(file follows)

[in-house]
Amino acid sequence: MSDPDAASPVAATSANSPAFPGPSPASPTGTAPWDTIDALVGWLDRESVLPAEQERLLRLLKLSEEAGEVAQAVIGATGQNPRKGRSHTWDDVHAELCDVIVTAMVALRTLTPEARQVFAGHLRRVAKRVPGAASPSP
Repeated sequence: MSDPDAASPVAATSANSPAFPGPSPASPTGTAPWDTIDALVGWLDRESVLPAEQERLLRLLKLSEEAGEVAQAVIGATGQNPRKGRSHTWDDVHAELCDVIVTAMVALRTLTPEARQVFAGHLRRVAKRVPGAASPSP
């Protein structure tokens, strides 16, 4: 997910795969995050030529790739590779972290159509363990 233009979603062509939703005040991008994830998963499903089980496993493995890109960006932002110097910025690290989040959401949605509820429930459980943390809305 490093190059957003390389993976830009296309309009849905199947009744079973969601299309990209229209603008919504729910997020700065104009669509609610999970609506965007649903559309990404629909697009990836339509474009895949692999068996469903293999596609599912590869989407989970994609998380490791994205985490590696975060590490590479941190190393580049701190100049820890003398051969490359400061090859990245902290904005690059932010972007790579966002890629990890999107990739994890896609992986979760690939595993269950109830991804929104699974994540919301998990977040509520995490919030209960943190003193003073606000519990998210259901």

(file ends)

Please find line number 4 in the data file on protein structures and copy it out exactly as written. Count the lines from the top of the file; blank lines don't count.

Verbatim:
């Protein structure tokens, strides 16, 4: 997910795969995050030529790739590779972290159509363990 233009979603062509939703005040991008994830998963499903089980496993493995890109960006932002110097910025690290989040959401949605509820429930459980943390809305 490093190059957003390389993976830009296309309009849905199947009744079973969601299309990209229209603008919504729910997020700065104009669509609610999970609506965007649903559309990404629909697009990836339509474009895949692999068996469903293999596609599912590869989407989970994609998380490791994205985490590696975060590490590479941190190393580049701190100049820890003398051969490359400061090859990245902290904005690059932010972007790579966002890629990890999107990739994890896609992986979760690939595993269950109830991804929104699974994540919301998990977040509520995490919030209960943190003193003073606000519990998210259901």